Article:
In many ways, the work being done by faculty and students in the Department of Speech, Language, and Hearing Sciences is ahead of its time. Currently contained within the College of Liberal Arts, the department’s programs are ranked among the best in the nation by U.S. News & World Report and Academic Analytics.
It also houses the M.D. Steer Audiology and Speech-Language Clinics, which provide more than 10 clinical programs to the public and log more than 2,200 patient-visits a year. In addition, the department is home to the Neural Systems for Language Processing Lab, where PhD candidate Amanda Hampton Wray and undergraduate Erin Coffey (above, left to right) help Professor Christine Weber-Fox conduct cutting-edge research in stuttering using electrode filled caps that record event-related brain potentials. Unfortunately, facilities haven’t kept pace with the work being done within them. “Today that fine teaching, brilliant research, and excellent and compassionate clinical care are in the lower floors of Heavilon Hall in a space that was built 52 years ago,” says professor and department head Robert Novak.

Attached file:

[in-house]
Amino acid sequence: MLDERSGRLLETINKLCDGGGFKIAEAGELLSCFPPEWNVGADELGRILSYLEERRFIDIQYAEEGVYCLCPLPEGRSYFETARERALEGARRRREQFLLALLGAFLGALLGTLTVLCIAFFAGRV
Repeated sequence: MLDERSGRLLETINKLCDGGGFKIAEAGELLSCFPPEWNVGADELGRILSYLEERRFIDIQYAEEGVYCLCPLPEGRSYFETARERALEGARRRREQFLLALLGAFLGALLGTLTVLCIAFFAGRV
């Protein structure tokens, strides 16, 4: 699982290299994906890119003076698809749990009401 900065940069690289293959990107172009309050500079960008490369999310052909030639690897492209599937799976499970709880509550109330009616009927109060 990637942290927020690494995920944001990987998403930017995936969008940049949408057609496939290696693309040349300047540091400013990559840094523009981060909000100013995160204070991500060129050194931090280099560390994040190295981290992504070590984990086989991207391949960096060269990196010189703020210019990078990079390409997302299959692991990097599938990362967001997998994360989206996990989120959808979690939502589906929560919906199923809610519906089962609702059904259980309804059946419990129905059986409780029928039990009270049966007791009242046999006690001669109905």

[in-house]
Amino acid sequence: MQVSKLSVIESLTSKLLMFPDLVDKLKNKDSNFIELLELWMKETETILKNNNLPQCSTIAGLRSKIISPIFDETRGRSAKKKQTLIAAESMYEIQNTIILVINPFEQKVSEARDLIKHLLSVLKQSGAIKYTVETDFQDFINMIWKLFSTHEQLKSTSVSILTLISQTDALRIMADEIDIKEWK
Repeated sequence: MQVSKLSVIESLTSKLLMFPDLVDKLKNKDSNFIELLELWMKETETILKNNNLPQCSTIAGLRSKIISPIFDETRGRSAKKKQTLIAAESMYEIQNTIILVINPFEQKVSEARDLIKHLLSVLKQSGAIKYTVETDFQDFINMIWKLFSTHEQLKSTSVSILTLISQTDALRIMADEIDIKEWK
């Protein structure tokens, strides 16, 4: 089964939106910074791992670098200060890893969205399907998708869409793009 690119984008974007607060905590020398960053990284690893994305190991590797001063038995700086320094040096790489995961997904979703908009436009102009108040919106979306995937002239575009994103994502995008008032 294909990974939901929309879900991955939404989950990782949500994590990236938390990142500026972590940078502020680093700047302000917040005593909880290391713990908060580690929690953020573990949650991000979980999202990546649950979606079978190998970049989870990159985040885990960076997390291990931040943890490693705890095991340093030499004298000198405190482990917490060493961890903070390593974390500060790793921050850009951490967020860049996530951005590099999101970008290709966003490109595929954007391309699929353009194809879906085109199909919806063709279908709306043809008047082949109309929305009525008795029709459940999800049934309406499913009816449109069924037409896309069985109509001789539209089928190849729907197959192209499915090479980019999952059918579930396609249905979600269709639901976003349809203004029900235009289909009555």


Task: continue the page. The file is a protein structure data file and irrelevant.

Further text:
That will soon change thanks to a $10 million gift from 1959 alumna Marybeth Higuera to fund the Lyles-Porter Speech, Language and Hearing Sciences facility, which will bear the name of the donor’s families. “My parents, my brothers, and one of my sons were Purdue graduates, and my grandfather was a professor here,” says Higuera, a former speech pathologist. “This university is a rich part of our lives.”
Extending that legacy sounds especially good to Weber-Fox, who is also an alumna of the program. “Mrs. Higuera’s generous gift is an incredible investment in our department’s future,” she says. “It’s a huge boost and will help us to advance the highest standards in research, teaching, and service.”